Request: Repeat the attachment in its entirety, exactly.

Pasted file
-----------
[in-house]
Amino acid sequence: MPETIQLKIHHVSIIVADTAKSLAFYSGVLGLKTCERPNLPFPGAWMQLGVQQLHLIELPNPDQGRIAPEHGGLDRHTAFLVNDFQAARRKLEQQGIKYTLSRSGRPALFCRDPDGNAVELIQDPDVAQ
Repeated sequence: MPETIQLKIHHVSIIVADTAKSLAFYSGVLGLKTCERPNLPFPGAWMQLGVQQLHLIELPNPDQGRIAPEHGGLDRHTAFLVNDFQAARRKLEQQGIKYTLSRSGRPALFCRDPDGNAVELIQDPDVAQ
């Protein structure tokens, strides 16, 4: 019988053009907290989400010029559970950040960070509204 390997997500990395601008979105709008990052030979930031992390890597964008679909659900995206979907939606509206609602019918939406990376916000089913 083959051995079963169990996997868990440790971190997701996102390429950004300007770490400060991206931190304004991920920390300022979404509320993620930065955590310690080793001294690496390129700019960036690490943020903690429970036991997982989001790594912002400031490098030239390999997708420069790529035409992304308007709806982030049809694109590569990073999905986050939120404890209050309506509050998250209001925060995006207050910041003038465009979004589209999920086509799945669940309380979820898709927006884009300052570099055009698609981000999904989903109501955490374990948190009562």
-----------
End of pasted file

[in-house]
Amino acid sequence: MPETIQLKIHHVSIIVADTAKSLAFYSGVLGLKTCERPNLPFPGAWMQLGVQQLHLIELPNPDQGRIAPEHGGLDRHTAFLVNDFQAARRKLEQQGIKYTLSRSGRPALFCRDPDGNAVELIQDPDVAQ
Repeated sequence: MPETIQLKIHHVSIIVADTAKSLAFYSGVLGLKTCERPNLPFPGAWMQLGVQQLHLIELPNPDQGRIAPEHGGLDRHTAFLVNDFQAARRKLEQQGIKYTLSRSGRPALFCRDPDGNAVELIQDPDVAQ
């Protein structure tokens, strides 16, 4: 019988053009907290989400010029559970950040960070509204 390997997500990395601008979105709008990052030979930031992390890597964008679909659900995206979907939606509206609602019918939406990376916000089913 083959051995079963169990996997868990440790971190997701996102390429950004300007770490400060991206931190304004991920920390300022979404509320993620930065955590310690080793001294690496390129700019960036690490943020903690429970036991997982989001790594912002400031490098030239390999997708420069790529035409992304308007709806982030049809694109590569990073999905986050939120404890209050309506509050998250209001925060995006207050910041003038465009979004589209999920086509799945669940309380979820898709927006884009300052570099055009698609981000999904989903109501955490374990948190009562």